This post deals with family violence and might be triggering for some readers.
“I’m trying to work out what to do before I end up in a body bag but that seems unavoidable right now.”
This was one of the first replies this month to my research questionnaire on domestic violence. The participant is a young lawyer in regional Australia who has escaped a coercively controlling relationship, during which she received several murder threats and survived two murder attempts.
WATCH: Women and violence: the hidden numbers. Post continues below.
In the next six months, as coronavirus lockdown regulations bite, she is more terrified of her ex than of COVID-19. This is because she is required to hand over their child weekly to him in order to comply with Family Court orders.
There is no longitudinal research on what happens when families are required by government regulation to stay at home for six months, because it has not happened in living memory.
Victims and their children who live with the perpetrator will be at constant risk.
Victims who have escaped but who have children with the perpetrator, are reporting perpetrators are using COVID-19 as an extra weapon in their arsenal, fearing that the family law system will be hard-pressed to protect them.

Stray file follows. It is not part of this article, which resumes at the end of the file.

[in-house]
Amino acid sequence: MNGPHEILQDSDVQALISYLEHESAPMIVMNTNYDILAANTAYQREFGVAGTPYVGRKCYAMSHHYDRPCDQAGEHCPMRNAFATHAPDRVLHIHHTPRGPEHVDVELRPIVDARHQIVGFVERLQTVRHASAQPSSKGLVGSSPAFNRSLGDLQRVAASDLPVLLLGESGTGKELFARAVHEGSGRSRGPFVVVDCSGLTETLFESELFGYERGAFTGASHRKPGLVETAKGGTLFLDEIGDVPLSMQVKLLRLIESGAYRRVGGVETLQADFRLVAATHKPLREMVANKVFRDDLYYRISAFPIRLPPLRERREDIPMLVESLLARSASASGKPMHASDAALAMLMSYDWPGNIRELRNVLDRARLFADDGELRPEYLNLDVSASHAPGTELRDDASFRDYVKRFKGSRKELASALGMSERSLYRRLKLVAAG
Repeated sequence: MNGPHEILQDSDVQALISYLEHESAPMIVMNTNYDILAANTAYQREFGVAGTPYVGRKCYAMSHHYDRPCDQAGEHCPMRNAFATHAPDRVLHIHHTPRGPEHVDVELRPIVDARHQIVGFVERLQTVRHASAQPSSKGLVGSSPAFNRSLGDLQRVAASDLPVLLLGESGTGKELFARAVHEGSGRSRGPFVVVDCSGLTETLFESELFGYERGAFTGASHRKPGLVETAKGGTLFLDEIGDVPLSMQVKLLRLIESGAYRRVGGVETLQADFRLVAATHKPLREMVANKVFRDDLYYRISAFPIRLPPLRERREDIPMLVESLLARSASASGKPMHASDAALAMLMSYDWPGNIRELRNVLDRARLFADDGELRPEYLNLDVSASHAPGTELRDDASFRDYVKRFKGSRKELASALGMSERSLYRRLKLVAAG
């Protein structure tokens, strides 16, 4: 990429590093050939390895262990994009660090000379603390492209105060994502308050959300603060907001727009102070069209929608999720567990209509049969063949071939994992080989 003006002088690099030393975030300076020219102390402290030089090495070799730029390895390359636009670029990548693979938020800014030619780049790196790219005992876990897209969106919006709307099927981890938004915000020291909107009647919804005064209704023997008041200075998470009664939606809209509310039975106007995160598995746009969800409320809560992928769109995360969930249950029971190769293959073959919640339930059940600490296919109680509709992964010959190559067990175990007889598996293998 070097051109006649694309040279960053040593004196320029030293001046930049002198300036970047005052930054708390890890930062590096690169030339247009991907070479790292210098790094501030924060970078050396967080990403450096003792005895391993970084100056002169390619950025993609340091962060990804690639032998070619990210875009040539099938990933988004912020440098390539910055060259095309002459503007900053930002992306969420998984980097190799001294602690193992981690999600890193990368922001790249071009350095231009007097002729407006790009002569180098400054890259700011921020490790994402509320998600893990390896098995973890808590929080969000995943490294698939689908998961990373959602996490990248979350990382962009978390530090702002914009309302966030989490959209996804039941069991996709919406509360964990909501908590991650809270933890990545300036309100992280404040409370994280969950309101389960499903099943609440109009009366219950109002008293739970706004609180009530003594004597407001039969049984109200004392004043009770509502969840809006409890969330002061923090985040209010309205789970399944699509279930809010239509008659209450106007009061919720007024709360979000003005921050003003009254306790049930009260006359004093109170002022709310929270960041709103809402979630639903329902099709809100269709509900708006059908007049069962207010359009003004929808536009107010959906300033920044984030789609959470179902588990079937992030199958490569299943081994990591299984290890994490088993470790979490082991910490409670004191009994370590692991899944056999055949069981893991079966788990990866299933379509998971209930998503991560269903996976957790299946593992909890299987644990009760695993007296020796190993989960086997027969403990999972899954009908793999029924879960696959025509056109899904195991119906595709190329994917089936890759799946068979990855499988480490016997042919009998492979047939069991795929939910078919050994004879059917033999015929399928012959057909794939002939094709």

Every other person I have surveyed in the past four weeks has reported living in fear of their life – a fear exacerbated enormously under coronavirus isolation regulations. Coercive control generates this fear in victims.
Living with constant threat
Following the publication of my article on Hannah Clarke and her children in The Guardian last month, a dozen women have already contacted me indicating they believe they are at imminent risk of being murdered.
Using the UK Home Office’s definition of coercive control – which is a crime in the UK – I have constructed a questionnaire to determine the degree of coercion being exerted on a person. (Coercive control is not a crime in Australia.)
I have also used the eight stages of intimate partner homicide to assess the level of risk of homicide.
The dozen women I have interviewed so far liken their situation to domestic terrorism, in which they are hostages who will spend the next six months trying to protect themselves and their children.
The women report previous threats to kill them by strangulation, shooting or burning. Several have already survived murder attempts by partners or former partners.